Mathematical induction is a method of proof of propositions about a sequence of integers involving
the next integerin the sequence (usually n+1, but sometimes it's n+2 or 2n or something similar).
The integer in the basis step is the smallest one for which you are trying to prove P; often it's 1 or 0. In that case, if you (i) prove the basis step, and (ii) prove the inductive step, then you have proved the proposition P(j) for all integers 1 and greater (or 0 and greater if 0 was the basis case).
A proof by mathematical induction is convincing because you have in essence produced a recipe for constructing a proof of P for any integer in the range.
Proof that the sum of the consecutive positive integers 1 through n is n(n+1)/2.
We'll make 1 the basis case
since the sequences begin with 1,
and use ++ to define next integer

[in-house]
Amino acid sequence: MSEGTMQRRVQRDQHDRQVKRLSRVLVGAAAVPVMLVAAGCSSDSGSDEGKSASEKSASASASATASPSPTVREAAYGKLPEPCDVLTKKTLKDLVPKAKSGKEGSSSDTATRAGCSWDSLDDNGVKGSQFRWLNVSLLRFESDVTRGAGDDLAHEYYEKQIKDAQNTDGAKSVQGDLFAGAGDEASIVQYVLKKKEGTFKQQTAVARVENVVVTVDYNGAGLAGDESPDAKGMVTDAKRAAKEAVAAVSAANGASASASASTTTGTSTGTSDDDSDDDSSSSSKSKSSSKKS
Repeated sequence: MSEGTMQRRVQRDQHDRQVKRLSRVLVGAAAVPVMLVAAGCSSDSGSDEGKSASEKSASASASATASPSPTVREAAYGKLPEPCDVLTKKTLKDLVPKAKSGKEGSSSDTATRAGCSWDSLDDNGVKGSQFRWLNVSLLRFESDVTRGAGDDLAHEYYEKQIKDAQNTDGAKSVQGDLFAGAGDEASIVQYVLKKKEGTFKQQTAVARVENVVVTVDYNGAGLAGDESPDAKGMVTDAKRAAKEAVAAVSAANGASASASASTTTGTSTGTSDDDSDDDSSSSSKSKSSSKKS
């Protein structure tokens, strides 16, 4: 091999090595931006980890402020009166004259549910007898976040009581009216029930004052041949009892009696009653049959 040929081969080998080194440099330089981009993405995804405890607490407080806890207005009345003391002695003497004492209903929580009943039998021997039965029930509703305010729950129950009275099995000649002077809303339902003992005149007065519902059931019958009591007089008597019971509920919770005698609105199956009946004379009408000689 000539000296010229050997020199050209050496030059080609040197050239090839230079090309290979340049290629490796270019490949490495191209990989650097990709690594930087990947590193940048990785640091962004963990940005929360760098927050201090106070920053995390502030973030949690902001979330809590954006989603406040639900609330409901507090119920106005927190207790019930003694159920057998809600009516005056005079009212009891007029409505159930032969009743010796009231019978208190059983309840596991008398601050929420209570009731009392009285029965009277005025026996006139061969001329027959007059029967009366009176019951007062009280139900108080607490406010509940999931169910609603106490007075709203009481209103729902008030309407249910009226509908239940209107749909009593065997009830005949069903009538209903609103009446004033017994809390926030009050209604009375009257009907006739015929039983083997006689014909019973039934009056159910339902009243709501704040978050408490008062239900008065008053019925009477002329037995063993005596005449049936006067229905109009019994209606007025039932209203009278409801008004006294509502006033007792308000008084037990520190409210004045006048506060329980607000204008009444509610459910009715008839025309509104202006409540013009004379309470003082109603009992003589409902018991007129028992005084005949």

.
Basis step:
Inductive step:
Now we can use the basis and inductive steps in a recipe to construct a proof for any positive integer j, thus:
Because we have shown how t construct a proof for any positive integer j, we have proved the proposition for all positive integers.
Proof of
P ≡
The sum of the first n positive odd integers is n^{2}
.
Basis step: Prove P(1).
Inductive step: Prove that if k−2 is odd and P(k-2), then P(n).
Proof of P ≡ |2^{S}| = 2^{|S|} for finite set S.
Basis step: Prove P(∅).
Inductive step: Prove that if P(S) for a finite set of size k-1, then P(S') where S' is S plus one additional element.